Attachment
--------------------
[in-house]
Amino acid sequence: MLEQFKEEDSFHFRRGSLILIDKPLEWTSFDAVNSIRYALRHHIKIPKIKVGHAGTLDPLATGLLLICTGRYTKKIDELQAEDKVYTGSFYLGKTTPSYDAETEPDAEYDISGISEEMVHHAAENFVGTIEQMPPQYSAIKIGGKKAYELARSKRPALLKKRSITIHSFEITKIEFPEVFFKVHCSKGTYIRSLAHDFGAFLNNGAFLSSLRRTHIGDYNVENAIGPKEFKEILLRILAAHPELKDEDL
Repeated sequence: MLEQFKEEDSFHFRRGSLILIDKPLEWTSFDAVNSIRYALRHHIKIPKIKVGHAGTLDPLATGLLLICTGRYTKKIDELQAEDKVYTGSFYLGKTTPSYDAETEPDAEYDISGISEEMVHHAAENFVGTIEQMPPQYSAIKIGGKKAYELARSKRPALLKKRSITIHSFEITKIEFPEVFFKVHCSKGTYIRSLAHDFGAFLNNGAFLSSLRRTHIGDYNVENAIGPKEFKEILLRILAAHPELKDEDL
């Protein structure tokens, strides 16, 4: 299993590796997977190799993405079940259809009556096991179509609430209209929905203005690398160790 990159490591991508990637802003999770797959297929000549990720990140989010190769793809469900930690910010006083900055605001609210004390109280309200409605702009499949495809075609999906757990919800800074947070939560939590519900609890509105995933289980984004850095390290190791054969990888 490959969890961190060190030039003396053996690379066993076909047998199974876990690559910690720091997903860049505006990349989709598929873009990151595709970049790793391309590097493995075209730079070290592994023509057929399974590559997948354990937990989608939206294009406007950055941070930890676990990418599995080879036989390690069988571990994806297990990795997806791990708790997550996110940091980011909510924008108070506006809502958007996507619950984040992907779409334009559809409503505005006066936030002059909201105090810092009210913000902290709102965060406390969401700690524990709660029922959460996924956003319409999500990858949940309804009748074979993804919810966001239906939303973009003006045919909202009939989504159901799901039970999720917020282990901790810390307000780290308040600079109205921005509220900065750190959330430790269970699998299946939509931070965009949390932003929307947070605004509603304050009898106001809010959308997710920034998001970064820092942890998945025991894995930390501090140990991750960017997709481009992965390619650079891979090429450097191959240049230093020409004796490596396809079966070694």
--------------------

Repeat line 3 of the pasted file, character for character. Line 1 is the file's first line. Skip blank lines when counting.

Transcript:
Repeated sequence: MLEQFKEEDSFHFRRGSLILIDKPLEWTSFDAVNSIRYALRHHIKIPKIKVGHAGTLDPLATGLLLICTGRYTKKIDELQAEDKVYTGSFYLGKTTPSYDAETEPDAEYDISGISEEMVHHAAENFVGTIEQMPPQYSAIKIGGKKAYELARSKRPALLKKRSITIHSFEITKIEFPEVFFKVHCSKGTYIRSLAHDFGAFLNNGAFLSSLRRTHIGDYNVENAIGPKEFKEILLRILAAHPELKDEDL